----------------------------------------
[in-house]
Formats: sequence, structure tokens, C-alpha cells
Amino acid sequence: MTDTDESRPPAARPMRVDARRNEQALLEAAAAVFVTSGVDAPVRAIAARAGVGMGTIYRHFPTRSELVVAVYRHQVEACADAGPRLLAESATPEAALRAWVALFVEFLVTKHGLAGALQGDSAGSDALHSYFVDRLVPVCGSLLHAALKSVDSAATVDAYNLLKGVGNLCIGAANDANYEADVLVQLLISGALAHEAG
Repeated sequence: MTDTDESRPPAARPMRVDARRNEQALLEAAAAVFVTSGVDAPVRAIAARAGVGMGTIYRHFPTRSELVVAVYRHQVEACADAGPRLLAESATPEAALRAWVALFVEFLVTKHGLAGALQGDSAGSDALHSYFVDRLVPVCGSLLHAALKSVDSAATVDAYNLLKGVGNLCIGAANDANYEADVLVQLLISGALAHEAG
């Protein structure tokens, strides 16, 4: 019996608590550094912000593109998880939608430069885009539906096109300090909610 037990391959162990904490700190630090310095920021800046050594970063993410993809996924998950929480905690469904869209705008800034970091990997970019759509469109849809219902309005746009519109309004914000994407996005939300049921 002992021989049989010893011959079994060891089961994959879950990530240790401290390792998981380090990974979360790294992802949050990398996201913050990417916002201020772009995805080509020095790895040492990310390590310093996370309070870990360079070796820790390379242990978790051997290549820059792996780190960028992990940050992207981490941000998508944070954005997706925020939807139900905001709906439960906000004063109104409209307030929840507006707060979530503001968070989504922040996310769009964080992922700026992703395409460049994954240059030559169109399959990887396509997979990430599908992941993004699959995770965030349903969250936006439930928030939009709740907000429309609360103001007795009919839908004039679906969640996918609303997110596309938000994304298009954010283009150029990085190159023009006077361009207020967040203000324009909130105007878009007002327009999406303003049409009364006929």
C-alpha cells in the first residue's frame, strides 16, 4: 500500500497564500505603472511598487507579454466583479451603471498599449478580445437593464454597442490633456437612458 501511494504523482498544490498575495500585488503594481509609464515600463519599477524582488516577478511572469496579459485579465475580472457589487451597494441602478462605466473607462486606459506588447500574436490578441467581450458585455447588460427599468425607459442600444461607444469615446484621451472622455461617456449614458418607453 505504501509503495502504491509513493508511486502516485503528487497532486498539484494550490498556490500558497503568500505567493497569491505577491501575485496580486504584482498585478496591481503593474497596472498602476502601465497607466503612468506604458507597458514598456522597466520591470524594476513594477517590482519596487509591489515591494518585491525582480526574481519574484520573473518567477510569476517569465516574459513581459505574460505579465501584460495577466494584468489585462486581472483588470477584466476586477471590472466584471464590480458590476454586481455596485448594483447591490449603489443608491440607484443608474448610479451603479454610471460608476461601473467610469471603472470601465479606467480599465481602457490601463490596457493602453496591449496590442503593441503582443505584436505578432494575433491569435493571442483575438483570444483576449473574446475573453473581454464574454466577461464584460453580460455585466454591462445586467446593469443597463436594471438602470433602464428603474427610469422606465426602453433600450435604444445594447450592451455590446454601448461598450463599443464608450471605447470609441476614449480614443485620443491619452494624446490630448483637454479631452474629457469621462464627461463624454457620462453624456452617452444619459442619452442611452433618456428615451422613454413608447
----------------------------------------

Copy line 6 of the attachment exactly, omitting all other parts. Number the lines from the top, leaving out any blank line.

C-alpha cells in the first residue's frame, strides 16, 4: 500500500497564500505603472511598487507579454466583479451603471498599449478580445437593464454597442490633456437612458 501511494504523482498544490498575495500585488503594481509609464515600463519599477524582488516577478511572469496579459485579465475580472457589487451597494441602478462605466473607462486606459506588447500574436490578441467581450458585455447588460427599468425607459442600444461607444469615446484621451472622455461617456449614458418607453 505504501509503495502504491509513493508511486502516485503528487497532486498539484494550490498556490500558497503568500505567493497569491505577491501575485496580486504584482498585478496591481503593474497596472498602476502601465497607466503612468506604458507597458514598456522597466520591470524594476513594477517590482519596487509591489515591494518585491525582480526574481519574484520573473518567477510569476517569465516574459513581459505574460505579465501584460495577466494584468489585462486581472483588470477584466476586477471590472466584471464590480458590476454586481455596485448594483447591490449603489443608491440607484443608474448610479451603479454610471460608476461601473467610469471603472470601465479606467480599465481602457490601463490596457493602453496591449496590442503593441503582443505584436505578432494575433491569435493571442483575438483570444483576449473574446475573453473581454464574454466577461464584460453580460455585466454591462445586467446593469443597463436594471438602470433602464428603474427610469422606465426602453433600450435604444445594447450592451455590446454601448461598450463599443464608450471605447470609441476614449480614443485620443491619452494624446490630448483637454479631452474629457469621462464627461463624454457620462453624456452617452444619459442619452442611452433618456428615451422613454413608447